Refurbishment main contractor and facades specialist questioned as hearings resume after summer break
The Grenfell Tower Inquiry restarted hearings this week after a month-long summer break and heard evidence from the two contractors with the biggest role in the fatally-flawed tower-block refurbishment that led to 2017’s fire.
On Monday, main contractor Rydon’s former commercial manager Zak Maynard was quizzed about financial pressures faced by the project before work on site started and difficulties in finding partners for the work.
The inquiry heard Rydon had “struggled” to get interest from cladding contractors that it asked to provide estimates for its bid and that Harley Curtain Wall – later Harley Facades – had been the only one interested in the job.
Maynard told the inquiry that as Rydon had only used Harley on its previous tower refurbishment jobs, its “database or knowledge of subcontractors was probably limited” in a way he thought had restricted its bid work.
He added that it was not unusual for contractors to be reluctant to quote on project bids.
“A lot of people aren’t necessarily keen on pricing jobs when they’re just not a live job or a firm project. So I think that quite often the estimators come up against that battle,” he said.
Maynard was also quizzed about Rydon’s attempts to compensate for a £212,000 error in the calculations underpinning its successful £9.2m bid for the Grenfell Tower refurbishment.
Over three weeks of evidence, which started back in July, senior managers at Rydon routinely said they had relied on their specialist contractors to make up for shortfalls in their in-house expertise.
On Tuesday, the director of facades specialist Harley, Ray Bailey, insisted that his firm did not bear ultimate responsibility for the design and materials of the cladding system fitted to Grenfell Tower during the refurbishment.
The first phase of the Grenfell Tower Inquiry has already established that the aluminium composite material (ACM) cladding and insulation products fitted to the block were not compliant with building regulations and were responsible for the severity of 2017’s fire, which claimed 72 lives.
Asked directly by inquiry barrister Richard Millett QC whether the buck stopped with Harley for the cladding, Bailey replied “no”.
He said the firm was just one of a “raft of layers” with design safety input on the project, that included project architect Studio E, fire consultant Exova and Kensington and Chelsea council’s building control officers.
“We have our designs and the expertise is in the cladding and how it’s attached to the building, how we get it to site on time, how we make it fit,” he said. “On particular items, where we’re not entirely clear, we ask questions of the architect, of the specialist, of building control, to ensure that it complies.”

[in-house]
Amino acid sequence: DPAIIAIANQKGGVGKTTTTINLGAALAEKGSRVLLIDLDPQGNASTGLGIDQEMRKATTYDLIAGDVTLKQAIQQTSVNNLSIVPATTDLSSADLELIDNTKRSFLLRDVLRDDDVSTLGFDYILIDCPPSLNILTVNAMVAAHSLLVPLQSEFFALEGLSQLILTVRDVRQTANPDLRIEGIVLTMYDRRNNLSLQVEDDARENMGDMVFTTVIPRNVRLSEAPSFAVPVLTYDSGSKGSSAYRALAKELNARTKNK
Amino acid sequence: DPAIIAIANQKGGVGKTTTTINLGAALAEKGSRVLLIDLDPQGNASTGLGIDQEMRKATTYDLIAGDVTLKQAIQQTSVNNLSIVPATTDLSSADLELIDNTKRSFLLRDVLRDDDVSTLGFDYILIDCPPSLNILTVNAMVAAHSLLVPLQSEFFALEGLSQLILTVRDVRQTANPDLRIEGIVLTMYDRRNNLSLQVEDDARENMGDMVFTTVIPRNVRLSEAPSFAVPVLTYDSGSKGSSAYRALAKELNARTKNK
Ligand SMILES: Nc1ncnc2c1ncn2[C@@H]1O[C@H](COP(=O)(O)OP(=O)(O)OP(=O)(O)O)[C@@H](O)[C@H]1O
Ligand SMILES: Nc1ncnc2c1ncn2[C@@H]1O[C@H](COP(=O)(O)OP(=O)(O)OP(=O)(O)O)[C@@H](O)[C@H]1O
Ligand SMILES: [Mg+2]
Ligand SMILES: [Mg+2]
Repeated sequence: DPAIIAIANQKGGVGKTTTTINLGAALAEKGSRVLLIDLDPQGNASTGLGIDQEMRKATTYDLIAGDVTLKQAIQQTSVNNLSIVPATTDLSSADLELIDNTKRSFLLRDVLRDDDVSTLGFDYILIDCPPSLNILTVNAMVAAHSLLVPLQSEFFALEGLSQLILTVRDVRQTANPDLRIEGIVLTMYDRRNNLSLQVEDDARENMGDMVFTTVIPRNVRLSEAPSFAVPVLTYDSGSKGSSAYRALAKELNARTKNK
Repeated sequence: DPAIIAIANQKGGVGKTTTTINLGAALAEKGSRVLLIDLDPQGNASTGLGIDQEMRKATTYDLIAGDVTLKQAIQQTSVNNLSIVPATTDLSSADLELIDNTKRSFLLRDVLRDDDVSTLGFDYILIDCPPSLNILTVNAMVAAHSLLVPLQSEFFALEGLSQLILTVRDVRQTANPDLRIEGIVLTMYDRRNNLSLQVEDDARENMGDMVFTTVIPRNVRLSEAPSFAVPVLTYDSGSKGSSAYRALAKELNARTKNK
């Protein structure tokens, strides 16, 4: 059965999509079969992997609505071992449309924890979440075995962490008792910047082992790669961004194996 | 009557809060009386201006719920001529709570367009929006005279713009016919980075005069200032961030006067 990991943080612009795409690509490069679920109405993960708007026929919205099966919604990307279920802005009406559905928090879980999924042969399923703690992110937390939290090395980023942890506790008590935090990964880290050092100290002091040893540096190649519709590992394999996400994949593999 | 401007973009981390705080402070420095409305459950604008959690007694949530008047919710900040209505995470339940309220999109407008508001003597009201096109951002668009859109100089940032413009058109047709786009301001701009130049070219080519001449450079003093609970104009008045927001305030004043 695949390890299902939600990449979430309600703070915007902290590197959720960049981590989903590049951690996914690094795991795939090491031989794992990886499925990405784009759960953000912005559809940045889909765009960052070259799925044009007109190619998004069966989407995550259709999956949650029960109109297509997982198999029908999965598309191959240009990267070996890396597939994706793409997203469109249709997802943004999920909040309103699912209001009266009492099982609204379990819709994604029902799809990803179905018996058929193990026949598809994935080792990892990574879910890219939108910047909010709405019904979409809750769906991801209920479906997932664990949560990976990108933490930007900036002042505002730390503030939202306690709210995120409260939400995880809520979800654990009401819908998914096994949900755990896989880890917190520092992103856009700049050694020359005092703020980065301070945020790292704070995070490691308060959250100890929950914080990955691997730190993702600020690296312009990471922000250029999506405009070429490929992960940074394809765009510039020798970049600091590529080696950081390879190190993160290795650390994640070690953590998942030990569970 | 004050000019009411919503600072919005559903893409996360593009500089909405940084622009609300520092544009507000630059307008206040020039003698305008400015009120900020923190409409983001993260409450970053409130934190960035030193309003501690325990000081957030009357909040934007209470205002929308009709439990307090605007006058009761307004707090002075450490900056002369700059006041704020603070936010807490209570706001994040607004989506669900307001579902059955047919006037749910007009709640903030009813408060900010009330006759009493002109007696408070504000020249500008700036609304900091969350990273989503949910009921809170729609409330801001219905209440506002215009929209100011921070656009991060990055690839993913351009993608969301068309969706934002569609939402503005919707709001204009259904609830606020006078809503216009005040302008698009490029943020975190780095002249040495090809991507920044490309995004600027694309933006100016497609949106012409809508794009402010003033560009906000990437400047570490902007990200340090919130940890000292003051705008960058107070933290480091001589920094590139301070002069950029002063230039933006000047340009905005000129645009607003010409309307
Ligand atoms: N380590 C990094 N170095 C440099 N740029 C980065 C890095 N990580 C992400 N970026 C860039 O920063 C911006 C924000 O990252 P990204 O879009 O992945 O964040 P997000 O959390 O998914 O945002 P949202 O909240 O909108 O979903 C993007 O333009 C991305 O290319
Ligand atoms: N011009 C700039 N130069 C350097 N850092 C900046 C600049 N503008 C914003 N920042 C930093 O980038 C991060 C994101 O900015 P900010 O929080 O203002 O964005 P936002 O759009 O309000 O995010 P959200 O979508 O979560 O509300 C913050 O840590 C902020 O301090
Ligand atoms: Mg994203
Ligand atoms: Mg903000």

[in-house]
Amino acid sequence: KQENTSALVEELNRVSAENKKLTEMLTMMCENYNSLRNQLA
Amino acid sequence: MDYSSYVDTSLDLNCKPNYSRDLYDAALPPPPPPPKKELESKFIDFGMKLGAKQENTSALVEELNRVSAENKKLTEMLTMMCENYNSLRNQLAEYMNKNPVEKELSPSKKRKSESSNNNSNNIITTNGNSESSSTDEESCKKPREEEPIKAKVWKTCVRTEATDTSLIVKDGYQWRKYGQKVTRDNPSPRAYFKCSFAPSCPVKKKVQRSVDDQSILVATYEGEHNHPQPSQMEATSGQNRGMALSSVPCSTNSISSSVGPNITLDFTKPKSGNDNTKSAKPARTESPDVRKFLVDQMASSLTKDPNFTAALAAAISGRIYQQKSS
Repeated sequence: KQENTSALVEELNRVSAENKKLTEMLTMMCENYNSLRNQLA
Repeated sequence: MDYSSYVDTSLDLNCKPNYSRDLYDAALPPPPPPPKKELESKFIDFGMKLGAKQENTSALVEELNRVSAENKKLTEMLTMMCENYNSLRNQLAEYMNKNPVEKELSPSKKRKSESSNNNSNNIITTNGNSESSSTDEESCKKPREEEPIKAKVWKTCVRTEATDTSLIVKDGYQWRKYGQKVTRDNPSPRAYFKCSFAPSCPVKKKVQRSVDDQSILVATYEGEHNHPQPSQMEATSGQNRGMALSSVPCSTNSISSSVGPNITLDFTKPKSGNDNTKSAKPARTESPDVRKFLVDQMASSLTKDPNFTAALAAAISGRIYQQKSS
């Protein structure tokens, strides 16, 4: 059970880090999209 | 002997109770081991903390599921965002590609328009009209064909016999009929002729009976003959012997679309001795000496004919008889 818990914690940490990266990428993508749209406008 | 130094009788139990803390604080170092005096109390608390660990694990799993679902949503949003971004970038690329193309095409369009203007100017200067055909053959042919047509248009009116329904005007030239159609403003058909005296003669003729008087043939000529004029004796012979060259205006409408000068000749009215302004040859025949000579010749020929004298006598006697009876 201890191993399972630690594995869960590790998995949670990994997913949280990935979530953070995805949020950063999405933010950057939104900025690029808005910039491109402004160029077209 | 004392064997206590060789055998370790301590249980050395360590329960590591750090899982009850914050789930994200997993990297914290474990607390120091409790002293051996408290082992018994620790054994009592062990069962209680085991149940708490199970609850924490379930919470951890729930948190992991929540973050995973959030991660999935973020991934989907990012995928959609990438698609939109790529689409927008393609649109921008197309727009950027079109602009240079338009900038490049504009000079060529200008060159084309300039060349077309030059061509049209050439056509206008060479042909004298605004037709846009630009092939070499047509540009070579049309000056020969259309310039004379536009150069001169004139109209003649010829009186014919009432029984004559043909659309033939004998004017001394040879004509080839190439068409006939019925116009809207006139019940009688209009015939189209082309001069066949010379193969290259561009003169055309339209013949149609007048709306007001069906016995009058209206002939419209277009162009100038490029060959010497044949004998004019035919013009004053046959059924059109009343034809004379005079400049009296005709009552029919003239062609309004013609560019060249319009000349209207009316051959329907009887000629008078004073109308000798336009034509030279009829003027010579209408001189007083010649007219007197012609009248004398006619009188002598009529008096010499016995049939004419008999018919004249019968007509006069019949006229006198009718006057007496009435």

On Wednesday, Bailey admitted he had a wrongly believed that two categories of fire rating for materials – “Class O” and the “limited combustibility” description – were interchangeable, a confusion he said was shared across the wider industry.
Bailey told the inquiry that Harley had relied on assurances from manufacturers of Celotex RS5000 insulation and Reynobond PE55 ACM panels that the products were safe to use as part of its cladding system for Grenfell.
While product data for both described them as suitable for use as part of cladding systems on buildings above 18m in height, they were not suitable in the configuration used at Grenfell Tower. In the case of the ACM panels, the product data said its certification only applied to a specific colour of the material that was different to the one used at Grenfell.
Asked why – in relation to the Celotex product – Harley did not seek independent advice, Bailey said the firm trusted the manufacturer.
“Celotex are a major insulation manufacturer,” he said. “They are a huge operation we do not expect to be misled by them. We trusted what they told us.”
Bailey told the inquiry he had not undergone any training or CPD in relation to the testing of building products and their different fire classifications and had not felt under a duty to do so.
“As a specialist subcontractor there are a lot of things we’re involved with – fire being one of them, but we’re not fire experts,” he said.
Given the opportunity to reflect on the Grenfell disaster, Bailey said combustible cladding and insulation should be banned.
He said: “Armed with what I know now, with the certification, the testing regimes, the caveats, the misinterpretation of the building regulations – which are not just restricted to us but the whole industry… this stuff: Reynobond, Celotex, Kingspan… none of it would be on the wall.”
Harley Facades’ former commercial manager Mark Harris gave evidence to the inquiry on Thursday and was questioned extensively about the firm’s seeming preference to use ACM for the tower’s refurbishment – and Reynobond ACM manufactured by Alcoa in particular.
Harris denied that Harley had been “pushing Reynobond ACM, or at least ACM, pretty hard” and said the firm had merely been “advising” of ACM as a cost-effective option.
Asked why he had suggested to project architect Studio E that from a “purely selfish Harley point of view” ACM should be used, Harris said the firm was confident about pricing the job using Reynobond ACM cladding but was suspicious of the final cost of zinc option, Proteus HR.
“ACM always proved to be a good product, a good price, and solved a whole raft of issues for these types of jobs,” he said.
Thursday’s hearing was told that Harris was paid mostly in commission and earned 1% of the value of Harley’s work on the Grenfell Tower project, making it worth approximately £26,000 to him.
The inquiry continues, with more evidence from Harley next week.